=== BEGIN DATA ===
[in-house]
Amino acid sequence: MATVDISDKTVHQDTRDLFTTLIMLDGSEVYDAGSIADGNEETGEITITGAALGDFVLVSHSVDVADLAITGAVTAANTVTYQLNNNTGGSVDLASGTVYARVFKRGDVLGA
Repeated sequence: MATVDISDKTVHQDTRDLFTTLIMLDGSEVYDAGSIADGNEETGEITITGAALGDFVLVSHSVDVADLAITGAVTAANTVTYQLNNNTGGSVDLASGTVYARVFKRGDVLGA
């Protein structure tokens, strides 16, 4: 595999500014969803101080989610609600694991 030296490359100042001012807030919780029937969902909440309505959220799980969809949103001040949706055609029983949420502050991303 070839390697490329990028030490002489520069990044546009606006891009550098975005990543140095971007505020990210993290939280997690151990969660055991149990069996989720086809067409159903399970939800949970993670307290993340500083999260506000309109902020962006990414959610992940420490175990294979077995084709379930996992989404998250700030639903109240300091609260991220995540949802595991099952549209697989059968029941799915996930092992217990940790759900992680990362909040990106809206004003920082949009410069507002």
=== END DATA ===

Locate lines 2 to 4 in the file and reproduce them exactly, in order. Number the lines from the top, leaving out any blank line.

Amino acid sequence: MATVDISDKTVHQDTRDLFTTLIMLDGSEVYDAGSIADGNEETGEITITGAALGDFVLVSHSVDVADLAITGAVTAANTVTYQLNNNTGGSVDLASGTVYARVFKRGDVLGA
Repeated sequence: MATVDISDKTVHQDTRDLFTTLIMLDGSEVYDAGSIADGNEETGEITITGAALGDFVLVSHSVDVADLAITGAVTAANTVTYQLNNNTGGSVDLASGTVYARVFKRGDVLGA
């Protein structure tokens, strides 16, 4: 595999500014969803101080989610609600694991 030296490359100042001012807030919780029937969902909440309505959220799980969809949103001040949706055609029983949420502050991303 070839390697490329990028030490002489520069990044546009606006891009550098975005990543140095971007505020990210993290939280997690151990969660055991149990069996989720086809067409159903399970939800949970993670307290993340500083999260506000309109902020962006990414959610992940420490175990294979077995084709379930996992989404998250700030639903109240300091609260991220995540949802595991099952549209697989059968029941799915996930092992217990940790759900992680990362909040990106809206004003920082949009410069507002």